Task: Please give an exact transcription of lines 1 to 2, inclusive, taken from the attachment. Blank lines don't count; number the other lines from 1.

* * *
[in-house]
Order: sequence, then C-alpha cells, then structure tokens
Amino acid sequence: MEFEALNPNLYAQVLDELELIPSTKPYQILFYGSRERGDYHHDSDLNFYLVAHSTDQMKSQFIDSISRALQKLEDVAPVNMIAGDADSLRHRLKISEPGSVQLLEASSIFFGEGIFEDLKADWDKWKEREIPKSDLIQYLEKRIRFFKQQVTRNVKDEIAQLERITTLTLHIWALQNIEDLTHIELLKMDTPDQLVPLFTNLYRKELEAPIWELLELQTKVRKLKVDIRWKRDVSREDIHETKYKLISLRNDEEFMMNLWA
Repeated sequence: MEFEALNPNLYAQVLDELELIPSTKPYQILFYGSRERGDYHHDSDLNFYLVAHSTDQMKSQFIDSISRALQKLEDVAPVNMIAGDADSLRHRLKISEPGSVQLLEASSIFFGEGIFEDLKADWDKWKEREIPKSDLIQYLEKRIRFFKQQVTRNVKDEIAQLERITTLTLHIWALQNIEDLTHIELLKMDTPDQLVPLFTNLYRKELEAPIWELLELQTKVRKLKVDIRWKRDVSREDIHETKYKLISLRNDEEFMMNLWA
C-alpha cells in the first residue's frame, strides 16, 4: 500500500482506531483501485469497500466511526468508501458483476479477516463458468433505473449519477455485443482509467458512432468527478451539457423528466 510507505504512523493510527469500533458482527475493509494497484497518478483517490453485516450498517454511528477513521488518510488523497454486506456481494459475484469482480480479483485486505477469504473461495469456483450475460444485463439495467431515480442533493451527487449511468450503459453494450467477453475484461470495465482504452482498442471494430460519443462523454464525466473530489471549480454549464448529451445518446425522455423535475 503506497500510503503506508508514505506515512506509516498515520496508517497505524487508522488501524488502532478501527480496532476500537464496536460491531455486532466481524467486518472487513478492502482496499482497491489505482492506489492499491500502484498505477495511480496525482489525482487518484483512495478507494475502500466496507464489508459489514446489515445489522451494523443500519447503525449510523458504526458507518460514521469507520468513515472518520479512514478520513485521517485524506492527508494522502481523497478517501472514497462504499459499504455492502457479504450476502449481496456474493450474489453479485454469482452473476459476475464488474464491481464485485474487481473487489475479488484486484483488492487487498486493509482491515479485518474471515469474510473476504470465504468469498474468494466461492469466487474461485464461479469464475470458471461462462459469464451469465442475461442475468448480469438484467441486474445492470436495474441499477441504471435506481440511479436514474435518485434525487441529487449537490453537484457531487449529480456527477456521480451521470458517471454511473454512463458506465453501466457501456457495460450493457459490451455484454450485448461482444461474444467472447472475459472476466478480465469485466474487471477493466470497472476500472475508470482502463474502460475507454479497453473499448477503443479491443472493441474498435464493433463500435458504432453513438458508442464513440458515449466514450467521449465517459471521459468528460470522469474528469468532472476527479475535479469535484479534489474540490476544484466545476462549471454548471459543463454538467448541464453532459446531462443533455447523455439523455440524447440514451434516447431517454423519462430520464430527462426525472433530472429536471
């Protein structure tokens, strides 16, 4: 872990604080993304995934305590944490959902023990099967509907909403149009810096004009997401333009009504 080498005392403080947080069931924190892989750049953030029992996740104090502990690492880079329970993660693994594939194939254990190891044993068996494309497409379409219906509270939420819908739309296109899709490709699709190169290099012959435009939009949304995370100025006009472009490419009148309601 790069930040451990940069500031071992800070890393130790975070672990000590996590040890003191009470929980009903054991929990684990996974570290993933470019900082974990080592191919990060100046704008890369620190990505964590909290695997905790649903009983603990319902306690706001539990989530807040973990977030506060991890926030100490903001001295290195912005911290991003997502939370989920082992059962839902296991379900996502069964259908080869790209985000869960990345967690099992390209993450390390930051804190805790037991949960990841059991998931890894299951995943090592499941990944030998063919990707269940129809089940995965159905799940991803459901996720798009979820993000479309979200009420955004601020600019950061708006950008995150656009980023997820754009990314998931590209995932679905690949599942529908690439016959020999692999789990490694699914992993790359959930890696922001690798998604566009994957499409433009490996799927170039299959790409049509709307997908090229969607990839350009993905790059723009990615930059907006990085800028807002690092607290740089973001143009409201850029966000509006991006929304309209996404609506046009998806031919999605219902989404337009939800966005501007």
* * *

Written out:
[in-house]
Order: sequence, then C-alpha cells, then structure tokens